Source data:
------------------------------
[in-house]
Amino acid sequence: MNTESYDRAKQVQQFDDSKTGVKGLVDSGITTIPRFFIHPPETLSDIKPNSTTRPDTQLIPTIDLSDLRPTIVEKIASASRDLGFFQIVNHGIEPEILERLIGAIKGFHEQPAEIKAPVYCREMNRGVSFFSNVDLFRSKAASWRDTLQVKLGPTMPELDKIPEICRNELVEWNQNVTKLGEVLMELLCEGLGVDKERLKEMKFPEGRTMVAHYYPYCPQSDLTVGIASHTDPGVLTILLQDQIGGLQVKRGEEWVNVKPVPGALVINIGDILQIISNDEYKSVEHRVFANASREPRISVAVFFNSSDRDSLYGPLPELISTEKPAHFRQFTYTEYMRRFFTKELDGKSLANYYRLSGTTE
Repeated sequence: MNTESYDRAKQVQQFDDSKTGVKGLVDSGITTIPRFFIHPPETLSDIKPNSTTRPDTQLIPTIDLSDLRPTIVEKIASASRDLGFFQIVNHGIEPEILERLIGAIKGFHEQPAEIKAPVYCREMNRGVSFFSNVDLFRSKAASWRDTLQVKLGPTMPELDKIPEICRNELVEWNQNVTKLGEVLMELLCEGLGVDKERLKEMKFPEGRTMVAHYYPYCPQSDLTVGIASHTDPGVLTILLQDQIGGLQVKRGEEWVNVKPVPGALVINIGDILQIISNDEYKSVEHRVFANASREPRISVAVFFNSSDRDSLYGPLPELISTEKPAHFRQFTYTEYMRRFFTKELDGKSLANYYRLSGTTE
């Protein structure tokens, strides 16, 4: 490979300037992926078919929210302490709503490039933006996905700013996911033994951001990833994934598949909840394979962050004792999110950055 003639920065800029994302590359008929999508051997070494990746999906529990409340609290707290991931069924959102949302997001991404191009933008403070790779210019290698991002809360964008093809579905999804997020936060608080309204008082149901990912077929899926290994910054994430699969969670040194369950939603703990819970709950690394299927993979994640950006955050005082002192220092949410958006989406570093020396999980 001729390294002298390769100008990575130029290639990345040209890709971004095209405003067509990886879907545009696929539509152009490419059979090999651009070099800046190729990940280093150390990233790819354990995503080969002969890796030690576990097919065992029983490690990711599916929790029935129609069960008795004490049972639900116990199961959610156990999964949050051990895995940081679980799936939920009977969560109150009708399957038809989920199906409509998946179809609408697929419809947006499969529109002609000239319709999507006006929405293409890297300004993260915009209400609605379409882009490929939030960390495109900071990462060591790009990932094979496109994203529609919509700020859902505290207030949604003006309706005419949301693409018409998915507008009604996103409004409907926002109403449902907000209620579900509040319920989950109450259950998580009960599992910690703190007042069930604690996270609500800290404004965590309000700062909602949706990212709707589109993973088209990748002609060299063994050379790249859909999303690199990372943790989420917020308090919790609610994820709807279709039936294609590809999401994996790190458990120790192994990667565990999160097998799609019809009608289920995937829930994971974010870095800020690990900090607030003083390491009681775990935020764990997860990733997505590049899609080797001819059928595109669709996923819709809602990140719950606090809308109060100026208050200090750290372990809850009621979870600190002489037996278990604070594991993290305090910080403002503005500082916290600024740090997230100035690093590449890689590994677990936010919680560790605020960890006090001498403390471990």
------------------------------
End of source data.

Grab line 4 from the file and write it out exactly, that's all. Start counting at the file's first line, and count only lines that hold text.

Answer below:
């Protein structure tokens, strides 16, 4: 490979300037992926078919929210302490709503490039933006996905700013996911033994951001990833994934598949909840394979962050004792999110950055 003639920065800029994302590359008929999508051997070494990746999906529990409340609290707290991931069924959102949302997001991404191009933008403070790779210019290698991002809360964008093809579905999804997020936060608080309204008082149901990912077929899926290994910054994430699969969670040194369950939603703990819970709950690394299927993979994640950006955050005082002192220092949410958006989406570093020396999980 001729390294002298390769100008990575130029290639990345040209890709971004095209405003067509990886879907545009696929539509152009490419059979090999651009070099800046190729990940280093150390990233790819354990995503080969002969890796030690576990097919065992029983490690990711599916929790029935129609069960008795004490049972639900116990199961959610156990999964949050051990895995940081679980799936939920009977969560109150009708399957038809989920199906409509998946179809609408697929419809947006499969529109002609000239319709999507006006929405293409890297300004993260915009209400609605379409882009490929939030960390495109900071990462060591790009990932094979496109994203529609919509700020859902505290207030949604003006309706005419949301693409018409998915507008009604996103409004409907926002109403449902907000209620579900509040319920989950109450259950998580009960599992910690703190007042069930604690996270609500800290404004965590309000700062909602949706990212709707589109993973088209990748002609060299063994050379790249859909999303690199990372943790989420917020308090919790609610994820709807279709039936294609590809999401994996790190458990120790192994990667565990999160097998799609019809009608289920995937829930994971974010870095800020690990900090607030003083390491009681775990935020764990997860990733997505590049899609080797001819059928595109669709996923819709809602990140719950606090809308109060100026208050200090750290372990809850009621979870600190002489037996278990604070594991993290305090910080403002503005500082916290600024740090997230100035690093590449890689590994677990936010919680560790605020960890006090001498403390471990």